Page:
Saturday, December 20, 2014

Blade of the Samurai - Susan Spann

   2014; 293 pages.  Book #2 (out of 2) of the Shinobi Mysteries series.  New Author? : Yes.  Genre : Murder-Mystery; Historical Fiction.  Overall Rating : 8*/10.

    The shogun’s cousin has been murdered, and the weapon used was Kazu’s personal dagger.  So Hiro learns when he is awakened in the middle of the night by the suspect, who claims innocence despite the evidence against him.

    Kazu is both a friend and a fellow shinobi (ninja), so Hiro has an obligation to render assistance.  In the short run, to provide a hiding place.  In the long run, to investigate the crime.

    But there is danger in helping.  Hiro cannot be certain Kazu didn’t commit the crime, and aiding a murderer is a capital offense in Samurai Japan.  Also, if Kazu successfully gets away, Samurai justice demands someone to be put to death in the criminal’s place.

    Like a close friend.  Like Hiro.

What’s To Like...
    The story takes place in Kyoto in June of 1565.  The Murder-Mystery takes precedence over the Historical Fiction, but both are well done, and I liked the setting of a Samurai-dominated, medieval Japan.  There is no “introductory prep” here; the action and the intrigue commence on the first page.

    This series is young – only two books so far.  I gather it centers around a sleuthing team of an undercover ninja (Hiro) and a Jesuit missionary priest (Father Mateo), which is certainly a unique pairing.  There aren’t a lot of locales in the storyline – the shogunate, Father Mateo’s house, a bar, and the connecting streets – but the setting felt real and it was enlightening to get acquainted with the totally foreign Samurai mindset.

    This is helped by Susan Spann utilizing a bunch of Japanese terms, and there is a handy glossary at the back of the book, and an equally helpful map of the shogunate at the front.

    The murder investigation develops nicely. There are a slew of suspects with a slew of motives for offing the victim.  About the only people above suspicion are Hiro and Father Mateo.  The reader is privy to Hiro’s thoughts as he works through various dead-ends and the smoke-blowing of each suspect.

    The pacing is crisp, there are no info dumps, and the cultural interplay between Hiro and Father Mateo is amusing to follow.  I haven’t read the first book in the series, Claws of the Cat, so I’m not sure why Hiro has been assigned to Father Mateo as a bodyguard.  But Blade of the Samurai functions just fine as a standalone novel.  There is a nice and unexpected twist to the ending that neither I, Hiro, nor Father Mateo saw coming.

    “I am told you drink together often,” Hisahide said.
    “Sometimes,” Hiro said.  “We reminisce about Iga.  All men miss their ancestral homes.”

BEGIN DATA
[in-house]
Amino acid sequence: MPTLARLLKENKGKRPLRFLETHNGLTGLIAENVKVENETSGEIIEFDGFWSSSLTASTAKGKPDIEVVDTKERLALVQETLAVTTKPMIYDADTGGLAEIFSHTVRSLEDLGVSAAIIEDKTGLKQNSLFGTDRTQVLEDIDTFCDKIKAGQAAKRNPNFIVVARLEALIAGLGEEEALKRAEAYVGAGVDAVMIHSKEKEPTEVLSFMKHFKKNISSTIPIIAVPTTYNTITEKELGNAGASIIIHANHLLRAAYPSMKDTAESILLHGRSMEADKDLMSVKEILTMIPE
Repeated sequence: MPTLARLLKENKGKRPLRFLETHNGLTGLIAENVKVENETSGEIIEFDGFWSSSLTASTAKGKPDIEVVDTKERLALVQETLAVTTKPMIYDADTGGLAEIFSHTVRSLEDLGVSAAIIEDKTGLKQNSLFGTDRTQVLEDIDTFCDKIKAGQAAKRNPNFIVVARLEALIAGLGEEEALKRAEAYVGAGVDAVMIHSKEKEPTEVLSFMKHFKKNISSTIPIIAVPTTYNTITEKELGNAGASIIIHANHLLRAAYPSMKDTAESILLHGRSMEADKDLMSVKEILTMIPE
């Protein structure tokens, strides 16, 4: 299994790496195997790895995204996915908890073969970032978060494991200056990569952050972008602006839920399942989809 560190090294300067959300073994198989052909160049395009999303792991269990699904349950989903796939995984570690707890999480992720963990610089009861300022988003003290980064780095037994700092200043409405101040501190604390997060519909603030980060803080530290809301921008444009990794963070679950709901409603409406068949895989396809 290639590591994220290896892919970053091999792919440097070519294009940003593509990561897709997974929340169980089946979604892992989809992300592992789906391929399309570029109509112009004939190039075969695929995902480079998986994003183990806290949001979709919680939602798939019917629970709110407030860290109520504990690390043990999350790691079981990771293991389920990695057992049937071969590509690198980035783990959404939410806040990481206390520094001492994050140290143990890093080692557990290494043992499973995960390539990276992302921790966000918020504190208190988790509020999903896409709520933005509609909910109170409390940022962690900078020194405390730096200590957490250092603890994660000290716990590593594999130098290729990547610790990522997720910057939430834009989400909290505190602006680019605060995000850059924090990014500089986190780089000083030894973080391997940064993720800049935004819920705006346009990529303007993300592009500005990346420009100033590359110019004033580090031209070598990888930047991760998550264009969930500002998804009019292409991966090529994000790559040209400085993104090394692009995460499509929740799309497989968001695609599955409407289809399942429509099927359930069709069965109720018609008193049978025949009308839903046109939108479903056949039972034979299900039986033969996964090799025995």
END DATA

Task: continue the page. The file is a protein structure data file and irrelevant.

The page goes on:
Hisahide’s face revealed nothing. “Where is Kazu this morning?”
    “If he murdered a man, he probably fled the city,” Hiro said.  “It’s what I would have done in his place.”
  “Perhaps, but your response does not answer my question.”  (pg. 36)

    ”She thinks I’m ronin, like everyone else does, but she’s seen my medicine box and she recognized some of the healing herbs.  She probably thinks since I own them I know how to use them.”
    “Do you?”
    Hiro raised an eyebrow at the priest.  “Most men in your position would worry more about the bites than about the treatment.”
    “Begging your pardon, but if you poison me the bites become less important.”  (pg. 153)

 “Hiro,” Father Mateo said, “your friend has a basket on his head.”  (pg. 17)
    Despite all the twists and turns in the investigation, I had the perpetrator pegged from almost the outset because of Rule #1 of reading Murder-Mysteries.  We’ll list this in the comments to avoid spoilers.  Also, Ozuru was also relatively easy to unmask, although I couldn’t fathom his purpose for being there. 

    I would’ve liked to “see” more of 16th-century Japan, but the storyline honestly didn’t need it, and perhaps the first book has a more varied range settings.  If not, well, this series is just getting started.

    But these are quibbles.  Blade of the Samurai is a pleasant and satisfying read, both as a Murder-Mystery and as Historical Fiction.  Susan Spann adds another fresh pen in this combination of genres.  My local library carries Claws of the Cat, albeit only one  copy and at one of the satellite branches.  I will have to see if I can get them to transfer it to my nearby branch and read it in 2015.

    8 Stars.  Add 1 star if you have taken any Japanese language classes, or have visited Japan.  I’ve done neither, and I still enjoyed this book.

1 comment:

Hamilcar Barca said...

Rule #1 of reading Murder-Mysteries : if one (or more) of the characters dislikes the protagonist, he/she/they immediately become the prime suspect(s).